Hypersexuality is a common, but rarely talked about, symptom of bipolar disorder. Nevertheless, it is vital that you adopt proactive strategies to help you control its impulsive urges. Here are a few to get you started:
#1 Limit your triggers
Hypersexual behavior is often a warning sign of a manic episode, but keeping bipolar disorder managed with meds and therapy can help. Be sure to pay attention to and recognize any triggers or symptoms, including those concerning sexual behavior. Once you are aware of these, you can communicate them to your partner or a friend so that he or she can keep an eye out for such red flags.
#2 Treat the disorder
When bipolar disorder is not being treated effectively, the person’s sex life can become unstable. By treating the bipolar symptoms and getting hypomania and mania under control, this will often help manage hypersexuality as well. Treatments may involve medications such as mood stabilizers or antipsychotics and cognitive-behavioral therapy and family counseling.
#3 Look at medications
Medication often plays a key role in hypersexual disorder treatment. Some medications may help reduce compulsive behaviors and obsessive thoughts; others may target specific hormones associated with sex addiction or reduce accompanying symptoms such as depression or anxiety.
#4 Communication is key
Since high-risk sexual behavior can include having sex with more than one partner, it’s crucial that couples discuss openly the impact that bipolar disorder may have on their sex life. This open dialogue can help reduce negative consequences, including unplanned pregnancies or sexually transmitted diseases.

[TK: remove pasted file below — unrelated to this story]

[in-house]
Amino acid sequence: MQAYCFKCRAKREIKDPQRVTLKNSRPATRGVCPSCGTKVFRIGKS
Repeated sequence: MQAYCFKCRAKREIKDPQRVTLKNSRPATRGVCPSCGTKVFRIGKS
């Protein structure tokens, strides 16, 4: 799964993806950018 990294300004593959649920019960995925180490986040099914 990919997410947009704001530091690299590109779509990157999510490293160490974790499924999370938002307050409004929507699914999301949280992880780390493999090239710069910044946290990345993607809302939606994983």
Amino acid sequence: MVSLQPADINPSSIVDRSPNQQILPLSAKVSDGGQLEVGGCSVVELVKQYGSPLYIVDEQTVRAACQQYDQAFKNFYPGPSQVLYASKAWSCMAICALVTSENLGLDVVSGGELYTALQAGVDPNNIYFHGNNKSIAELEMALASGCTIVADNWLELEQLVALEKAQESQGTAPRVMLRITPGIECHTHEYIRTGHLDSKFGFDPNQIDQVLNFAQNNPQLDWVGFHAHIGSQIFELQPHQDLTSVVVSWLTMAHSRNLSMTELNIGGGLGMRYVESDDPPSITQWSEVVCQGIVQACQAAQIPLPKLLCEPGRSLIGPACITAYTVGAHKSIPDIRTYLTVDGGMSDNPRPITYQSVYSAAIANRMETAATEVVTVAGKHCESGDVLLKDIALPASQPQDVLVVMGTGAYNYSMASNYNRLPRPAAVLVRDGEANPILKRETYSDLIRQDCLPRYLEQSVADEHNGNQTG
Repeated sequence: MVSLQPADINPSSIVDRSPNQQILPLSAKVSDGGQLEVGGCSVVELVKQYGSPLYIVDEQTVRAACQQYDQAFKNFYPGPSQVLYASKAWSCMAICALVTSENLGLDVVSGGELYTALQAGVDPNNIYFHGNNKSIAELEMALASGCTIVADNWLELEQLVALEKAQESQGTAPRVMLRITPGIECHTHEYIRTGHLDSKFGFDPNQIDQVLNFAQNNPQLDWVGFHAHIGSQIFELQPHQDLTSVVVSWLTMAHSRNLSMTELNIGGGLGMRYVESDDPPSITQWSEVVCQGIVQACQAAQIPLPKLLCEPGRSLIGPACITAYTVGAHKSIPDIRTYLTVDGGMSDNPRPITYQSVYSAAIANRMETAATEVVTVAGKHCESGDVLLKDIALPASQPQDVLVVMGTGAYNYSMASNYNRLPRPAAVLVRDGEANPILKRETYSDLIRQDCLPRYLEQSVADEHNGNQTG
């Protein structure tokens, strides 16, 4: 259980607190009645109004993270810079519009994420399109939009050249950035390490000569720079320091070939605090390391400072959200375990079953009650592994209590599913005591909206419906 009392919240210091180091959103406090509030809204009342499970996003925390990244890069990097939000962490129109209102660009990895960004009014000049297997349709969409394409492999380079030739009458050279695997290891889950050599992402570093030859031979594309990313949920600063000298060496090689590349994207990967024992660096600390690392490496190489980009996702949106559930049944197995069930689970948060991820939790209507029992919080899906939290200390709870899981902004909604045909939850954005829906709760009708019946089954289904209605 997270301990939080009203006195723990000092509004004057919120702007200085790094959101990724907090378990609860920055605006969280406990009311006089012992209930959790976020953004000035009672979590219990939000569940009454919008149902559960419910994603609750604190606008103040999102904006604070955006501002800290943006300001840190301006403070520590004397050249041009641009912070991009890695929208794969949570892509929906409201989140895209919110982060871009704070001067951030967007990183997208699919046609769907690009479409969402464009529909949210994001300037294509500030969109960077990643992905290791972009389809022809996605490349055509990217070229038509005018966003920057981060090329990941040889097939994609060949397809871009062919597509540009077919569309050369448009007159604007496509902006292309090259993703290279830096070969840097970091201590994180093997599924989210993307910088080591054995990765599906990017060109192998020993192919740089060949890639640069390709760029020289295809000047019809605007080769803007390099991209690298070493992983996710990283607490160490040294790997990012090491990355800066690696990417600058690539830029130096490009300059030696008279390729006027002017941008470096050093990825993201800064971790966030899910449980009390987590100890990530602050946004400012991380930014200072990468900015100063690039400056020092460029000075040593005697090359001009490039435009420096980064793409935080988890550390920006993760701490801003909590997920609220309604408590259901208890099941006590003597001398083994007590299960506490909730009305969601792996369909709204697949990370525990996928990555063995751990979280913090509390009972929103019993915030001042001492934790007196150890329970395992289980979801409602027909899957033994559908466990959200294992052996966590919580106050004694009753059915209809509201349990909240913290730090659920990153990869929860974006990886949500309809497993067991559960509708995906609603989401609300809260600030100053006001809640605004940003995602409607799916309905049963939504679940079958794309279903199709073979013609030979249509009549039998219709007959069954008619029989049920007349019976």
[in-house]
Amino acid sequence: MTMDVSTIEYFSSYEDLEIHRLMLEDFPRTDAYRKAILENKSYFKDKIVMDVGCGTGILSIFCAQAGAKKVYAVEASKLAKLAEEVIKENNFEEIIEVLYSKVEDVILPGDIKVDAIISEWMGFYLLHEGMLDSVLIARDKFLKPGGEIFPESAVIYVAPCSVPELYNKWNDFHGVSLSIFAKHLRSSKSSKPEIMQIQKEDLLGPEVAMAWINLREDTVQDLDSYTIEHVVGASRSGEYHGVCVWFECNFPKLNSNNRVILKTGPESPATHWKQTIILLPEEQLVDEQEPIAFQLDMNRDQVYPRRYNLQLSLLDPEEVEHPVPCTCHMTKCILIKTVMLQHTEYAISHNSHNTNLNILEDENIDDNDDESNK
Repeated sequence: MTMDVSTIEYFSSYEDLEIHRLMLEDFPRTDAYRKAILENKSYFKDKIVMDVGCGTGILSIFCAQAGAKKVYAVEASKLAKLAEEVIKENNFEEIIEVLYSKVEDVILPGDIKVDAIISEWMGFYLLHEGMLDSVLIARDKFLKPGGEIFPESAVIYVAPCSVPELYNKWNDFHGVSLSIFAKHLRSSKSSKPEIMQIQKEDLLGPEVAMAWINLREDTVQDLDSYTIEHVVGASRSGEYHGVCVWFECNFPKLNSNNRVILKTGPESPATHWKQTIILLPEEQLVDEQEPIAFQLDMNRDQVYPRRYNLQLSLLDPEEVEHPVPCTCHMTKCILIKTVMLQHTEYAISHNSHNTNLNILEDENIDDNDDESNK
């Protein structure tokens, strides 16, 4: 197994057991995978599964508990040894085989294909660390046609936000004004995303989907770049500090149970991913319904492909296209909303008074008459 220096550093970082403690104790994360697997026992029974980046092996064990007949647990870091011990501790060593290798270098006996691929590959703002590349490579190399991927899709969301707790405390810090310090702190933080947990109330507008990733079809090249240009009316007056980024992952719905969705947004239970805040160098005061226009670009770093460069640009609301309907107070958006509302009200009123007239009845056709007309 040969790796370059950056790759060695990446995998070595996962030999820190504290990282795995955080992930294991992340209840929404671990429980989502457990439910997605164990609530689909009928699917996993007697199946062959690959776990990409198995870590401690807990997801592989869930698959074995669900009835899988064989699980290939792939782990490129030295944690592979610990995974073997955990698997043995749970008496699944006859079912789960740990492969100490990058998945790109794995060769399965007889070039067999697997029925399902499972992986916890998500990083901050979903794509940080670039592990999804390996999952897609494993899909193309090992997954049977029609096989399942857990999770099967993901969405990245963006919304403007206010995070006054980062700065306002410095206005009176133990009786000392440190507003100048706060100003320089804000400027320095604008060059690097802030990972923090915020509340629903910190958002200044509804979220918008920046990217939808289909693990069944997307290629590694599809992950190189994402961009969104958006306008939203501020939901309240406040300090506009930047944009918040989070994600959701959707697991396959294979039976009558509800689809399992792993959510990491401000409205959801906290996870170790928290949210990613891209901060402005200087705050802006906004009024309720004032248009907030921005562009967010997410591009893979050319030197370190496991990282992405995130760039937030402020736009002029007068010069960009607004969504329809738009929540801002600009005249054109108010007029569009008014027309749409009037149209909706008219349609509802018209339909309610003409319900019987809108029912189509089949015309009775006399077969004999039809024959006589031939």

#5 Consider sex therapy
Getting help from a therapist in addition to medical care is important for the patient and the partner in order to resolve sex-related issues in the relationship. Sex addiction treatment could involve some combination of couples therapy, psychotherapy, family therapy and support groups.
#6 Physical activity
As part of her treatment for bipolar hypersexuality, that includes medication and psychotherapy, Olympic runner Suzy Favor Hamilton relies on lots of physical activity. She participates in everything from yoga to cycling to hiking to intense cross-training. “I still need the ‘pain’ of working out to feel good,’’ she says. “But I’ve found other outlets. Intense exercise definitely is great therapy for me.”
#7 Don’t put it off
Many people can feel shame or humiliation in seeking help for hypersexuality and sex addiction. Unfortunately, medical professionals may seem awkward in talking about this as well. If you are unable to control your sex drive or treat these hypersexuality symptoms on your own, it’s crucial that you don’t put off getting help, especially if it’s hurting your relationships.
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